The power of portraits
Mona Lisa, Lady with an Ermine, Head of a Young Woman. Notice something? This list of iconic portraits features women. Unnamed women. And many of their stories remain untold.
It begs the question: What about the women who are left out of portraiture?
Portraits are powerful because they are historical records. They don't just show the talent of an artist or what a subject looks like — they capture the stories about change-makers and innovators. That's the mission of the Smithsonian Institution's National Portrait Gallery, "to tell the story of America by portraying the people who shape the nation's history, development and culture."
Scientists and their discoveries are a major part of U.S. history and the American story. Their work in the past continues to influence U.S. science and technology leadership today. However, the exclusion of women, especially women of color, in scientific records is apparent.
Growing an art collection representative of the scientific community requires defining who was in the scientific community to begin with. For centuries, women and people of color in research were not seen or treated as equal contributors. These individuals were essential to the scientific process, often conducted extensive research, performed complex analyses, their important contributions were not even documented. Increasing representation through portraits is more than just finding works of art; it's about rewriting the historical narrative, and naming and crediting those who contributed to the most important discoveries of history.
Funding the Smithsonian
A large-scale project to address some of these inequities started from a unique letter of agreement between the U.S. National Science Foundation and the Smithsonian Institution in March 2020. The agreement allows NSF funds to support Smithsonian initiatives which would "enhance partnerships on STEM education, public outreach, research opportunities, and other mutually beneficial enterprises." The National Portrait Gallery received an award with a dedicated three-year detailee, science historian Lacey Baradel, to work at the gallery expanding the collection and educating the public.
Baradel has spent nearly the last two years at the gallery addressing inequality in the collection and increasing public knowledge on the gaps in representation. She first addressed one of the first and greatest challenges: incomplete historical records. She looked through the museum's current collection, then began the process of making a wish list of scientists to include. Once these gaps have been identified, her next challenge will be finding suitable portraits and deciding how to allocate limited resources.
Occasionally, the gallery commissions new artwork and collects recent creations, but the goal is to find portraits made during the subject's lifetime. Baradel searches high and low, emailing universities, estates and foundations — the places connected to the legacy, work and lives of the missing scientists.
Sharing with the public
As the first successful acquisitions are making their way to the gallery, Baradel explains the challenges with the public and has organized a panel to discuss the topic and solutions going forward.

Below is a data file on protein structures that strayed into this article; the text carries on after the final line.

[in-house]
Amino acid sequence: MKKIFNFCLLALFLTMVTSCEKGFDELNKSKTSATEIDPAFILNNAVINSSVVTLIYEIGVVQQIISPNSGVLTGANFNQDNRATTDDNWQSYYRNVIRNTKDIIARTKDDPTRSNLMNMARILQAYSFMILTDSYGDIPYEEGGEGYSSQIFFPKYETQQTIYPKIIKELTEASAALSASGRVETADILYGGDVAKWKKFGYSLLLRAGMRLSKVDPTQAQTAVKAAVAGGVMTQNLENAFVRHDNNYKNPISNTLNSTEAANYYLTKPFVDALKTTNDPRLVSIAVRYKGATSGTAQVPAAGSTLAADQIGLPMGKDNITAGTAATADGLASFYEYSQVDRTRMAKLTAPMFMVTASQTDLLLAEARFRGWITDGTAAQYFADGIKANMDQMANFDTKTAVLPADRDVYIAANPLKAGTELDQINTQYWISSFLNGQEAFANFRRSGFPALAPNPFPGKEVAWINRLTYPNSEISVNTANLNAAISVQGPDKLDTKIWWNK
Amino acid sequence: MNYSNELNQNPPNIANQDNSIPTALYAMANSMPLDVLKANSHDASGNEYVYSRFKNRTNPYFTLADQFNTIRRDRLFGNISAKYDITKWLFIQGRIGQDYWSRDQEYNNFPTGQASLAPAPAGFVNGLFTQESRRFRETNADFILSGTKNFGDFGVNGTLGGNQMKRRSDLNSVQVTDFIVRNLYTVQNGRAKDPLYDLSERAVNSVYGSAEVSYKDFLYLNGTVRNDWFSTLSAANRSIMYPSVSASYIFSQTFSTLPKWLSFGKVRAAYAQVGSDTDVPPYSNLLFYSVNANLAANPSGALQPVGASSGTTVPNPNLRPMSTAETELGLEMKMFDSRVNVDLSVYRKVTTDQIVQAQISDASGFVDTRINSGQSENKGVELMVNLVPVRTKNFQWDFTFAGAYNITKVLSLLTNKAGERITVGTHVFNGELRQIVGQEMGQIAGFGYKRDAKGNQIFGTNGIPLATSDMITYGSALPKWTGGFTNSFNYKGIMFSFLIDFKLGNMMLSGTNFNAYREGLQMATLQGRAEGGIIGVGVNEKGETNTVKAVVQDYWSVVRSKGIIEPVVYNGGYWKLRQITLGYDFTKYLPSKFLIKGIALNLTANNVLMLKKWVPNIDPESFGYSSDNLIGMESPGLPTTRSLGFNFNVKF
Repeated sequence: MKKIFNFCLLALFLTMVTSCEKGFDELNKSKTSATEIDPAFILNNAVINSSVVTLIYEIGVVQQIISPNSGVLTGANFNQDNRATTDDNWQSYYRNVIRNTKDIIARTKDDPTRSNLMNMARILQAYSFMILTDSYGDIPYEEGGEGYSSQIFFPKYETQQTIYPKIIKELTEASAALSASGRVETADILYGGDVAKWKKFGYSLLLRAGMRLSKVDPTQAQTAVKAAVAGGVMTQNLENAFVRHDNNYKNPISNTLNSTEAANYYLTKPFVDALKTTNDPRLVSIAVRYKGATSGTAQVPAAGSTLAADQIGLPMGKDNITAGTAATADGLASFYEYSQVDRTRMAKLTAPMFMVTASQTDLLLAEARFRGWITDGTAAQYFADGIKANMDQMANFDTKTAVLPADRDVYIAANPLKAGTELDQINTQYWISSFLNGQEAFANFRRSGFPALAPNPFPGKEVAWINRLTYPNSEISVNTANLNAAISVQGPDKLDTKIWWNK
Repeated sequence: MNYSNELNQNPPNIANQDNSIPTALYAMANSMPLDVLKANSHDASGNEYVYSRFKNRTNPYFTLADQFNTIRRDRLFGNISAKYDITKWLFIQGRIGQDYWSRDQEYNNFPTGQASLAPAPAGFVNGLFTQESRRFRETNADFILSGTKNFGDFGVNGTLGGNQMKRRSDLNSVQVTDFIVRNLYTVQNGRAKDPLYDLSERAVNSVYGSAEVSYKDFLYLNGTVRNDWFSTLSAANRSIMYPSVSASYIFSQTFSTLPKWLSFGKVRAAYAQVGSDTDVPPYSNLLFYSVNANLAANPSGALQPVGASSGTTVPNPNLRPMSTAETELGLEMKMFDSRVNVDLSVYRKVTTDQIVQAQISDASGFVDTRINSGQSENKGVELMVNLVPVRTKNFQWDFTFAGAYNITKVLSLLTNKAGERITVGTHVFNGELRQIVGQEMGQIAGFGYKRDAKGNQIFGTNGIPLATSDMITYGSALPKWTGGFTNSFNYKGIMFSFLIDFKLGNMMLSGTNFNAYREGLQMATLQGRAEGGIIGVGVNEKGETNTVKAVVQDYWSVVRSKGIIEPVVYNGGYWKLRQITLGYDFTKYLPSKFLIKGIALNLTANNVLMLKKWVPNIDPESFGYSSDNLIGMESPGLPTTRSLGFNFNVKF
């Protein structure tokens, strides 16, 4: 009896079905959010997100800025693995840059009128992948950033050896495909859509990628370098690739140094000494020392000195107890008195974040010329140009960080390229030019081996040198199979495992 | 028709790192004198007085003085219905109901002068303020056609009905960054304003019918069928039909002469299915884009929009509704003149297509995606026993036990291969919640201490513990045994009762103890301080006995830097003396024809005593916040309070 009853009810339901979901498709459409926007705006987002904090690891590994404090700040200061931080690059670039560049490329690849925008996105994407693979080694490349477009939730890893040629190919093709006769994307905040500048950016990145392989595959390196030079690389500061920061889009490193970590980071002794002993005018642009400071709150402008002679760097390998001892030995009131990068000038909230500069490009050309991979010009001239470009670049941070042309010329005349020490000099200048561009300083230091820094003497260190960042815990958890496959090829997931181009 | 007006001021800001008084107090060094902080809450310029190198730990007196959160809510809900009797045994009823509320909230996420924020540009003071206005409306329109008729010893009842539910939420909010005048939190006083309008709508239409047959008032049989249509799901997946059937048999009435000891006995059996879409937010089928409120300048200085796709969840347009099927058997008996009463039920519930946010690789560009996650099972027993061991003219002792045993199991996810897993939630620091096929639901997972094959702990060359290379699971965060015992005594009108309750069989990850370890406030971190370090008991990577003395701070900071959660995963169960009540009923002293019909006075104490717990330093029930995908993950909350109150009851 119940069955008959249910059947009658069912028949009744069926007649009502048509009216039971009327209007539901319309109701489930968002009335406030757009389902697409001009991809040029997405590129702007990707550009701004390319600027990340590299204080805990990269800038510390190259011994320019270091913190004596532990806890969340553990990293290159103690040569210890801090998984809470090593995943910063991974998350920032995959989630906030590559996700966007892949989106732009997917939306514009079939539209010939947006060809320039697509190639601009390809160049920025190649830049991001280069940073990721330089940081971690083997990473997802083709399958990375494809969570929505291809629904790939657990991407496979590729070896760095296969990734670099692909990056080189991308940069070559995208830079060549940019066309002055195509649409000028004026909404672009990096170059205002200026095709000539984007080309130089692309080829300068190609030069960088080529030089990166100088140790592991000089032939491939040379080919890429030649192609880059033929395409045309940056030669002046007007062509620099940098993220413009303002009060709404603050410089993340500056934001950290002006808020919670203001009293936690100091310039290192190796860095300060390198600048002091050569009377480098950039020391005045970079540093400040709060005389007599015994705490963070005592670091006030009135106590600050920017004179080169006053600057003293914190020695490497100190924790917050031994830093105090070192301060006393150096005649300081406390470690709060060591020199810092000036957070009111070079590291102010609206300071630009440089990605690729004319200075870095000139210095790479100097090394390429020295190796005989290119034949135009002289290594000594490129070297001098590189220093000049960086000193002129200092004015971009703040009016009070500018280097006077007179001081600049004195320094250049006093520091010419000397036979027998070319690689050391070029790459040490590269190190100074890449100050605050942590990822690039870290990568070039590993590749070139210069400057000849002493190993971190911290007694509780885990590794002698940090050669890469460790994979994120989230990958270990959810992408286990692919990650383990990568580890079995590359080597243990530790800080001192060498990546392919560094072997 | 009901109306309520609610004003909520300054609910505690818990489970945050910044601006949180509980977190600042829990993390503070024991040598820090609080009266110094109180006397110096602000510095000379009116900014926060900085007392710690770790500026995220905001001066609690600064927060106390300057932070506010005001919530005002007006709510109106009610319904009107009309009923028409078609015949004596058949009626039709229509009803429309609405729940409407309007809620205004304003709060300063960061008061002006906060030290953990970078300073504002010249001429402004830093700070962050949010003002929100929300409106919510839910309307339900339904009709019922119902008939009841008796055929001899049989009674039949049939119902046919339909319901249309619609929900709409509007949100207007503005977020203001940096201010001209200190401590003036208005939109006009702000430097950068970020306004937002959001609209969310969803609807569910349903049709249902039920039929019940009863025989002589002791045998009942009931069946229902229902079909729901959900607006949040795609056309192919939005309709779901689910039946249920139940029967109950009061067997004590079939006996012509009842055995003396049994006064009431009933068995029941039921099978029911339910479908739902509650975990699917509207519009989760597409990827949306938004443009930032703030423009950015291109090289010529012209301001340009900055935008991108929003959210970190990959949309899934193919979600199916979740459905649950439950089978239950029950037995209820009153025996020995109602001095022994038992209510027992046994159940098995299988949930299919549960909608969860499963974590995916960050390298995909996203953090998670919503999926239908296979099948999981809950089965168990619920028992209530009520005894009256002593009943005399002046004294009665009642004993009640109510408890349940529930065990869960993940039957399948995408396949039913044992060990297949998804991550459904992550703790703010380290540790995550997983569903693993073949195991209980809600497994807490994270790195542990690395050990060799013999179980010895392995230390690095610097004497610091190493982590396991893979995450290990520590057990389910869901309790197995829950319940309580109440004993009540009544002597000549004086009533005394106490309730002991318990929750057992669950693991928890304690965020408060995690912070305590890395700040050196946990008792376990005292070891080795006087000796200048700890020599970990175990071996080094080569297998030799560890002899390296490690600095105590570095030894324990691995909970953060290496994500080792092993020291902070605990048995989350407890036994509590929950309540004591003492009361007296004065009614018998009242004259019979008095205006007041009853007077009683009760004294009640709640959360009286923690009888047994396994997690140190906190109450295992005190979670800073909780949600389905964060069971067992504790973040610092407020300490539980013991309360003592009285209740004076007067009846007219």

"New Approaches to Representing Women in Science: In Conversation with Leila McNeill, Amanda Phingbodhipakkiya, and Anna Reser," will be hosted by PORTAL, the National Portrait Gallery's Scholarly Center, on March 22, 2022.
The panelists will "explore the challenge of subverting established historical narratives and defining women's participation in the history of science." It will also touch on collaboration, technology and engaging the public. Registration is required, but the event is free. A recording will be available on YouTube after the event.
McNeill and Reser are science historians and co-founders of the independent magazine, "Lady Science," which was a unique magazine aimed at applying the rigor of academic platforms to public articles on an accessible platform. The success of "Lady Science" led McNeill and Reser to write “Forces of Nature: The Women Who Changed Science,” a book on the contributions of influential women in science throughout history told through portraits and stories across academic disciplines, continents and centuries.
The third member of the panel, Phingbodhipakkiya, is an artist with a background in neuroscience renowned for combining art and technology. In past exhibits, she used 3D printing to create busts of famous women in science. Her newest project is a series of public murals featuring women in science and uses a free app with an interactive augmented reality component.
There will be more exhibitions featuring works Baradel is helping to bring to the gallery, however some portraits have already been added to the gallery's collection and are available to view virtually through the Google Arts and Culture project including Julie Packard, Maxine Singer, and Chien-Shiung Wu.
From university halls to family attics, the search continues to find, preserve, and celebrate the accomplishments of women in science who have been overlooked. Through greater inclusivity in portrait collections, future generations will know their faces, names and contributions.
If you know of an available work of art featuring a scientist who deserves more recognition, please contact Lacey Baradel at LBaradel@nsf.gov.